Mobile Phone Tidbits
OUR MOBILE DEVICES CONTAIN A SIZABLE CHUNK OF OUR LIFES NOW, AND THEY LEAK LIKE A SIEVE. It’s your phone, your email reader, your connection to Facebook and Twitter, your camera, and so much more. The average smartphone user uses 25-30 apps, and has many more than that installed. Do you know what they all do, or who they share data with? And what happens if someone else gets your phone?
Yesterday, I had to break a bunch of lockouts on someone’s phone (which I had completely legitimately and was doing with permission), and it struck me how amazingly easy it was to bypass so many protections. Many people don’t even think about the security of their mobile device, and if they do it’s usually only to set a PIN to prevent the kids from buying every app available. We need to do a little more than that because that device has a ton of of our information on it.
Note that this post is going to be slanted towards iPhones and iOS, because that’s what I’m using right now. If someone would like to contribute similar things for Android, I would be happy to add the information in. Otherwise, it’s going to have to wait until I get a new phone to mess around with. Also, this is by no means exhaustive – it’s just a few basics to make sure you’ve taken care of.
Let’s start with a passcode. You need one on your device, and not just for the kids. This is just like having a password on your accounts, or a combination on the safe where you store all your personal documents. This needs to be something secure, and we’re not talking 4 digits. If you use a 4 digit number as your passcode, there are exactly 10,000 combinations and there are inexpensive devices that can test these in a short period of time. Apple has introduced fixes recently for some of the problems around this, but there’s always a new hack.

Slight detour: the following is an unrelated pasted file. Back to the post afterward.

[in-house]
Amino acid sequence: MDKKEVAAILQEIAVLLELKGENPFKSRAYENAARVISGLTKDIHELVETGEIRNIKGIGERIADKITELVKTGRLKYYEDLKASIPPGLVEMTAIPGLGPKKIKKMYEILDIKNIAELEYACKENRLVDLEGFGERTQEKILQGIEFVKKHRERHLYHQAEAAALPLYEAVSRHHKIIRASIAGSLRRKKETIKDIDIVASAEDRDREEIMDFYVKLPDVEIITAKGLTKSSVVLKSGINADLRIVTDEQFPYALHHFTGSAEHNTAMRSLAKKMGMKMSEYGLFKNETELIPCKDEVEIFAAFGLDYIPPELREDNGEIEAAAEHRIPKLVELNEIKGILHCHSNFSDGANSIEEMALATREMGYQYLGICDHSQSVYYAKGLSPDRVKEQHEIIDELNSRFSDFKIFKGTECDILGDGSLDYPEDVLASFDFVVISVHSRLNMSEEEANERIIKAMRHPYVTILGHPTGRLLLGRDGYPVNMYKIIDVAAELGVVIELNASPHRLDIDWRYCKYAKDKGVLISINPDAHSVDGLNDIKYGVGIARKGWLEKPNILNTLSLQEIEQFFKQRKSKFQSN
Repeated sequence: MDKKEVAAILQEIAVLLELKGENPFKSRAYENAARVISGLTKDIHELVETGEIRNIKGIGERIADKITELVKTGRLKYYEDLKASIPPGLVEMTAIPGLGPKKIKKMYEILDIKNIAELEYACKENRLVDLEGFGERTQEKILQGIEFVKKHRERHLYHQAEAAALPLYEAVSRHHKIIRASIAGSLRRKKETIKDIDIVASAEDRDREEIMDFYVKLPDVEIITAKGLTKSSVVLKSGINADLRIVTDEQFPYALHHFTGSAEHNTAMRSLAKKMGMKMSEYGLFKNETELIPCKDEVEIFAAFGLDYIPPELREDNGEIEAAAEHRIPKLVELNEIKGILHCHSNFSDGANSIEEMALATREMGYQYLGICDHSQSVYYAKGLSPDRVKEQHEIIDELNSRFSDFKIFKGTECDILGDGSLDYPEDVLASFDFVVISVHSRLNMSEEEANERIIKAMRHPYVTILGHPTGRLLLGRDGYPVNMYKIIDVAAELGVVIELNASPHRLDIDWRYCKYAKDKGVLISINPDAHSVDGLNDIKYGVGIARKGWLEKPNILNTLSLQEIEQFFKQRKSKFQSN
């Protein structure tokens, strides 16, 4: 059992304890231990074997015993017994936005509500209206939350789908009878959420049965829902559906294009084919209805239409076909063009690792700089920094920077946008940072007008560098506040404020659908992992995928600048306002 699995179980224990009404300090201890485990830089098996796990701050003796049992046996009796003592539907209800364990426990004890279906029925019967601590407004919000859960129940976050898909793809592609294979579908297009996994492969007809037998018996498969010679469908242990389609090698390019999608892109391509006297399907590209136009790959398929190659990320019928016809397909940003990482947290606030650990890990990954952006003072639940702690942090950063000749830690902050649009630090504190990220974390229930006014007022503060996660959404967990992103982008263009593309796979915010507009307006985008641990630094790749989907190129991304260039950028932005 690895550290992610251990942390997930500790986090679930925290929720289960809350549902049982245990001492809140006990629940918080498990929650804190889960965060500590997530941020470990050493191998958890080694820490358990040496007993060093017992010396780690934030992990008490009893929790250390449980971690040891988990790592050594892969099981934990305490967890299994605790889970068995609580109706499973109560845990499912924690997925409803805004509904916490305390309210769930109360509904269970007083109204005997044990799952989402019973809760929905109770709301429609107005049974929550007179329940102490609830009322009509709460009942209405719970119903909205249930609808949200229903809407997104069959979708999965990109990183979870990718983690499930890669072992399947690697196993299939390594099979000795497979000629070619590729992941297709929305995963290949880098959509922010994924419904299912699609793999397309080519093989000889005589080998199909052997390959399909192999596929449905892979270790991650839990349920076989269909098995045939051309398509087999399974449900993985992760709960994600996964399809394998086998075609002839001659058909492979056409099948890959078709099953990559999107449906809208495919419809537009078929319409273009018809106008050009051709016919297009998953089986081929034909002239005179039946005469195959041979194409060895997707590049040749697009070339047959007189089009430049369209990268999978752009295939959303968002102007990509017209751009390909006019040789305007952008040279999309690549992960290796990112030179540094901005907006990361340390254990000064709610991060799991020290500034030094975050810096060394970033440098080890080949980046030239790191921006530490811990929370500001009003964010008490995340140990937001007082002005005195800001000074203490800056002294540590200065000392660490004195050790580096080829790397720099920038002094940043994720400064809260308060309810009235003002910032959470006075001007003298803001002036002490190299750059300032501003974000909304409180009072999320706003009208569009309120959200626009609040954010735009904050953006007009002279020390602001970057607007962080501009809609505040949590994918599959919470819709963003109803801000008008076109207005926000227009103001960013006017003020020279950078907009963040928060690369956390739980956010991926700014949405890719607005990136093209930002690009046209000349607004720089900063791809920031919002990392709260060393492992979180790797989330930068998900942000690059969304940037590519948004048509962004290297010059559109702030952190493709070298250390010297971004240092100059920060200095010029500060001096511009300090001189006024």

The other thing we need to make sure of is that your phone locks as soon as it shuts off. This means that whenever it’s out of your possession, it’s locked. It also means that if you’re pulled over by a law enforcement officer, you can quickly lock your phone. You cannot be compelled to give out the passcode for your phone, under the Fifth Amendment. Confusingly, it appears that you can be compelled to unlock your phone with your fingerprint, however, so it may be a good idea to just power down your phone to disable Touch ID in that situation.
So, let’s set a secure passcode on your iPhone:
- Open the Settings app
- Select the item that says “Passcode” or “Touch ID & Passcode”. If you have a passcode set, enter it
- If you do not already have a passcode:
- Scroll past the Touch ID part, and select “Turn Passcode On”
- Don’t enter a code yet. Select “Passcode Options” and select a type of code. The preference is “Custom Alphanumeric Code” where you can use the full keyboard. At least select “6-Digit Numeric Code”.
- Enter a passcode to use, select “Next”, and enter it again to confirm
- If you already have a passcode, and it’s 4 digits:
- Select “Change Passcode”
- Enter your current passcode and select “Next”
- Follow the 2 steps above to set the passcode type and select a passcode
- Make sure that “Require Passcode” is set to “Immediately”
- Make sure “Erase Data” is enabled. This will erase your phone if someone enters the wrong code 10 times in a row.
- Think carefully if you want to leave access to “Today”, “Notifications View” and “Siri” enabled without a passcode. I suggest disabling all of them